This is the final channel I’m going to discuss, but it is probably the most important. If owners of a business can’t find enough additional revenue or cost savings using all of the previously mentioned channels and are not willing to face reduced profits, they can always instruct the business to increase prices. This can have significant effects on various aspects of the economy, many of which I have already covered in my discussions on tariffs and illegal immigration. However, the main effect I want to discuss here is the effect of increased prices on poverty.

The primary stated objective of Clinton’s proposed minimum wage increase is to reduce poverty. To determine if something will help reduce poverty, it’s important to know how the U.S. defines poverty. As stated by the University of Wisconsin-Madison’s Institute for Research in Poverty, “the U.S. Census Bureau determines poverty status by comparing pre-tax cash income against a threshold that is set at three times the cost of a minimum food diet in 1963, updated annually for inflation, and adjusted for family size, composition, and age of householder.” So, poverty in the U.S. is entirely based upon the price for a family to buy food. Food is generally sold in retail grocery stores and at restaurants. Together, these two industries contain over 50% of the individuals making minimum wage or below. So, if increasing minimum wage leads to businesses increasing prices, and these businesses primarily sell food, and the poverty rate is based off of food prices, the level of income required to escape poverty will increase.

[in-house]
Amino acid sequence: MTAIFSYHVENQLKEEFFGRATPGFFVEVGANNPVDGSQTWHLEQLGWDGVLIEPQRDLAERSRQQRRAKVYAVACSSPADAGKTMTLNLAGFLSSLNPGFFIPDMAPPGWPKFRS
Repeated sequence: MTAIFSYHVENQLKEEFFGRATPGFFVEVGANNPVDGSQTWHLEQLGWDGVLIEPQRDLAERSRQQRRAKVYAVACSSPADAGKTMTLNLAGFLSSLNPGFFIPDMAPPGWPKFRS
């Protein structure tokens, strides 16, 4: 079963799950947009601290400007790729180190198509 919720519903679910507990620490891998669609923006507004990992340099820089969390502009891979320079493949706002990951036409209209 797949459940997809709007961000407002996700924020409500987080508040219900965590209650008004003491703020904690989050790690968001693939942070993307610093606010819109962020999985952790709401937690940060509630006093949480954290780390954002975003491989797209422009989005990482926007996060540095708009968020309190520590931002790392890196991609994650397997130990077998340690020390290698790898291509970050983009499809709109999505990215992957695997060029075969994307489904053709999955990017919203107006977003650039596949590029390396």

I hope it’s obvious now that the extent to which prices increase following an implementation of a new minimum wage law has serious implications for how much of an actual impact that law will have on any meaningful metrics. Walmart would be a great example for this if the data was there. Their entire business model is built upon the concept of low prices, so seeing them increase prices significantly would be a smoking gun of sorts to this channel. However, in lieu of having that data available, I’ll turn back to academia.